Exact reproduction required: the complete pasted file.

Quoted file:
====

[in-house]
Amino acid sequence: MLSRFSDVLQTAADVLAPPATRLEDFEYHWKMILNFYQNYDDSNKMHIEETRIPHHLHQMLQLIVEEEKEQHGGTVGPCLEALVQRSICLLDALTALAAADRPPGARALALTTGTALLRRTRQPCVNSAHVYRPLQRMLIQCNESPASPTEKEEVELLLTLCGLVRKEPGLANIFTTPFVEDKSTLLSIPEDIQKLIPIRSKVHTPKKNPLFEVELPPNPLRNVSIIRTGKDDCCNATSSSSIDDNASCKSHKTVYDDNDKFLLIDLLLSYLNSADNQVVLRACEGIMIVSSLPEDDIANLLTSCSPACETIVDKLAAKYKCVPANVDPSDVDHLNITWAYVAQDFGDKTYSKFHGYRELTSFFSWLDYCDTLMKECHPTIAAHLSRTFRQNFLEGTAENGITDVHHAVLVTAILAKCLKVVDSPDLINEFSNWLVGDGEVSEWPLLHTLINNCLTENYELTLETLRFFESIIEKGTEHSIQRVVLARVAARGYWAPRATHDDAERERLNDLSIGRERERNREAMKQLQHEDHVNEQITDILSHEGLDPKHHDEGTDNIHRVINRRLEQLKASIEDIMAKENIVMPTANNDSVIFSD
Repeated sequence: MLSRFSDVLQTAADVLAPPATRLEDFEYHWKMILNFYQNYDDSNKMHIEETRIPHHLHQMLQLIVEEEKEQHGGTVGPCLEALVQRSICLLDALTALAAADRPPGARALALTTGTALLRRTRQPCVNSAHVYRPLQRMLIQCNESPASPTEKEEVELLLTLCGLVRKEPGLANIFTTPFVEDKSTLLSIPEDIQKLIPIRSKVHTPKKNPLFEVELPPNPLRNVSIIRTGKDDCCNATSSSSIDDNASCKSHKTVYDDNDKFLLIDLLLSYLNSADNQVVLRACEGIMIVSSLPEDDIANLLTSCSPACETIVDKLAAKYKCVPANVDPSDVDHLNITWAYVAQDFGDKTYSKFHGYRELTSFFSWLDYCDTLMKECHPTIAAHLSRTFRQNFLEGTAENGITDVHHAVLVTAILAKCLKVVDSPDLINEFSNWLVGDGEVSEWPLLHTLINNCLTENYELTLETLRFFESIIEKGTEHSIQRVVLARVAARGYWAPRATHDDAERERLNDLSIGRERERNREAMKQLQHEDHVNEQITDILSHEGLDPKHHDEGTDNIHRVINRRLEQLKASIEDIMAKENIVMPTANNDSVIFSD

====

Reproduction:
[in-house]
Amino acid sequence: MLSRFSDVLQTAADVLAPPATRLEDFEYHWKMILNFYQNYDDSNKMHIEETRIPHHLHQMLQLIVEEEKEQHGGTVGPCLEALVQRSICLLDALTALAAADRPPGARALALTTGTALLRRTRQPCVNSAHVYRPLQRMLIQCNESPASPTEKEEVELLLTLCGLVRKEPGLANIFTTPFVEDKSTLLSIPEDIQKLIPIRSKVHTPKKNPLFEVELPPNPLRNVSIIRTGKDDCCNATSSSSIDDNASCKSHKTVYDDNDKFLLIDLLLSYLNSADNQVVLRACEGIMIVSSLPEDDIANLLTSCSPACETIVDKLAAKYKCVPANVDPSDVDHLNITWAYVAQDFGDKTYSKFHGYRELTSFFSWLDYCDTLMKECHPTIAAHLSRTFRQNFLEGTAENGITDVHHAVLVTAILAKCLKVVDSPDLINEFSNWLVGDGEVSEWPLLHTLINNCLTENYELTLETLRFFESIIEKGTEHSIQRVVLARVAARGYWAPRATHDDAERERLNDLSIGRERERNREAMKQLQHEDHVNEQITDILSHEGLDPKHHDEGTDNIHRVINRRLEQLKASIEDIMAKENIVMPTANNDSVIFSD
Repeated sequence: MLSRFSDVLQTAADVLAPPATRLEDFEYHWKMILNFYQNYDDSNKMHIEETRIPHHLHQMLQLIVEEEKEQHGGTVGPCLEALVQRSICLLDALTALAAADRPPGARALALTTGTALLRRTRQPCVNSAHVYRPLQRMLIQCNESPASPTEKEEVELLLTLCGLVRKEPGLANIFTTPFVEDKSTLLSIPEDIQKLIPIRSKVHTPKKNPLFEVELPPNPLRNVSIIRTGKDDCCNATSSSSIDDNASCKSHKTVYDDNDKFLLIDLLLSYLNSADNQVVLRACEGIMIVSSLPEDDIANLLTSCSPACETIVDKLAAKYKCVPANVDPSDVDHLNITWAYVAQDFGDKTYSKFHGYRELTSFFSWLDYCDTLMKECHPTIAAHLSRTFRQNFLEGTAENGITDVHHAVLVTAILAKCLKVVDSPDLINEFSNWLVGDGEVSEWPLLHTLINNCLTENYELTLETLRFFESIIEKGTEHSIQRVVLARVAARGYWAPRATHDDAERERLNDLSIGRERERNREAMKQLQHEDHVNEQITDILSHEGLDPKHHDEGTDNIHRVINRRLEQLKASIEDIMAKENIVMPTANNDSVIFSD